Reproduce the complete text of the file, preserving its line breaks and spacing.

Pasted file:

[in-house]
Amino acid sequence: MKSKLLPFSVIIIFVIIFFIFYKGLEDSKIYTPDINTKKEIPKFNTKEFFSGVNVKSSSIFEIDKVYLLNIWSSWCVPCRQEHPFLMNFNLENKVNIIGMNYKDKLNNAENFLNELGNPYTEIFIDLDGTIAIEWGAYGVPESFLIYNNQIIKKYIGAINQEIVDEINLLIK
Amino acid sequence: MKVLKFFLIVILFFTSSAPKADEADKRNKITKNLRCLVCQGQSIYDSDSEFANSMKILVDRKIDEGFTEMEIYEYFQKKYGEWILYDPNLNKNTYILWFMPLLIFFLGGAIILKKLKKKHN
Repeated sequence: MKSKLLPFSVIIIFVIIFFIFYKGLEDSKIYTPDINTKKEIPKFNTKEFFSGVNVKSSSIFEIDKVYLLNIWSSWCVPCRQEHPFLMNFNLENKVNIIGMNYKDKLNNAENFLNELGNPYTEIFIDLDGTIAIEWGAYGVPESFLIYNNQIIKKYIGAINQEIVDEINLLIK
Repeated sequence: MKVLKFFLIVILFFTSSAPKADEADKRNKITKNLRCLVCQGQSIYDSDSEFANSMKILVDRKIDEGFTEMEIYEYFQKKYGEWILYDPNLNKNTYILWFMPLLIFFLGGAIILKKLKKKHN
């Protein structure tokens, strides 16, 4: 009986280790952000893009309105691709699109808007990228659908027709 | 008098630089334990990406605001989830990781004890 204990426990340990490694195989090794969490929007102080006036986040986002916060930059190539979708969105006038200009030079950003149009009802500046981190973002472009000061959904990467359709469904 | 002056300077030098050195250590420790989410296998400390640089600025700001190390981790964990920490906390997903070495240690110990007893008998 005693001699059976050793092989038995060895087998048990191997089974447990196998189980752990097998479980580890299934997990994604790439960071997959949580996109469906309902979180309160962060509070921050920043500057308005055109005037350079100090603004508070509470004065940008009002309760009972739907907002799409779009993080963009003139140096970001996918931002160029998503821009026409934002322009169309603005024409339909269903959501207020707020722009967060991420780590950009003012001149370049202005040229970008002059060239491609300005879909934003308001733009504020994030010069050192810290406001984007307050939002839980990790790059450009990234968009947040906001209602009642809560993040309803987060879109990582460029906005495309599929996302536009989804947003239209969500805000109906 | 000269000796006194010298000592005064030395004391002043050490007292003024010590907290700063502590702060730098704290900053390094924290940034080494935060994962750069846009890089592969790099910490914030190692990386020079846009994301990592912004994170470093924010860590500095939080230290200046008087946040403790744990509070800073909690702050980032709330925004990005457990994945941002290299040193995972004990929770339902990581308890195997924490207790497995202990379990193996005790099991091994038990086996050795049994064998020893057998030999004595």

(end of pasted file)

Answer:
[in-house]
Amino acid sequence: MKSKLLPFSVIIIFVIIFFIFYKGLEDSKIYTPDINTKKEIPKFNTKEFFSGVNVKSSSIFEIDKVYLLNIWSSWCVPCRQEHPFLMNFNLENKVNIIGMNYKDKLNNAENFLNELGNPYTEIFIDLDGTIAIEWGAYGVPESFLIYNNQIIKKYIGAINQEIVDEINLLIK
Amino acid sequence: MKVLKFFLIVILFFTSSAPKADEADKRNKITKNLRCLVCQGQSIYDSDSEFANSMKILVDRKIDEGFTEMEIYEYFQKKYGEWILYDPNLNKNTYILWFMPLLIFFLGGAIILKKLKKKHN
Repeated sequence: MKSKLLPFSVIIIFVIIFFIFYKGLEDSKIYTPDINTKKEIPKFNTKEFFSGVNVKSSSIFEIDKVYLLNIWSSWCVPCRQEHPFLMNFNLENKVNIIGMNYKDKLNNAENFLNELGNPYTEIFIDLDGTIAIEWGAYGVPESFLIYNNQIIKKYIGAINQEIVDEINLLIK
Repeated sequence: MKVLKFFLIVILFFTSSAPKADEADKRNKITKNLRCLVCQGQSIYDSDSEFANSMKILVDRKIDEGFTEMEIYEYFQKKYGEWILYDPNLNKNTYILWFMPLLIFFLGGAIILKKLKKKHN
């Protein structure tokens, strides 16, 4: 009986280790952000893009309105691709699109808007990228659908027709 | 008098630089334990990406605001989830990781004890 204990426990340990490694195989090794969490929007102080006036986040986002916060930059190539979708969105006038200009030079950003149009009802500046981190973002472009000061959904990467359709469904 | 002056300077030098050195250590420790989410296998400390640089600025700001190390981790964990920490906390997903070495240690110990007893008998 005693001699059976050793092989038995060895087998048990191997089974447990196998189980752990097998479980580890299934997990994604790439960071997959949580996109469906309902979180309160962060509070921050920043500057308005055109005037350079100090603004508070509470004065940008009002309760009972739907907002799409779009993080963009003139140096970001996918931002160029998503821009026409934002322009169309603005024409339909269903959501207020707020722009967060991420780590950009003012001149370049202005040229970008002059060239491609300005879909934003308001733009504020994030010069050192810290406001984007307050939002839980990790790059450009990234968009947040906001209602009642809560993040309803987060879109990582460029906005495309599929996302536009989804947003239209969500805000109906 | 000269000796006194010298000592005064030395004391002043050490007292003024010590907290700063502590702060730098704290900053390094924290940034080494935060994962750069846009890089592969790099910490914030190692990386020079846009994301990592912004994170470093924010860590500095939080230290200046008087946040403790744990509070800073909690702050980032709330925004990005457990994945941002290299040193995972004990929770339902990581308890195997924490207790497995202990379990193996005790099991091994038990086996050795049994064998020893057998030999004595």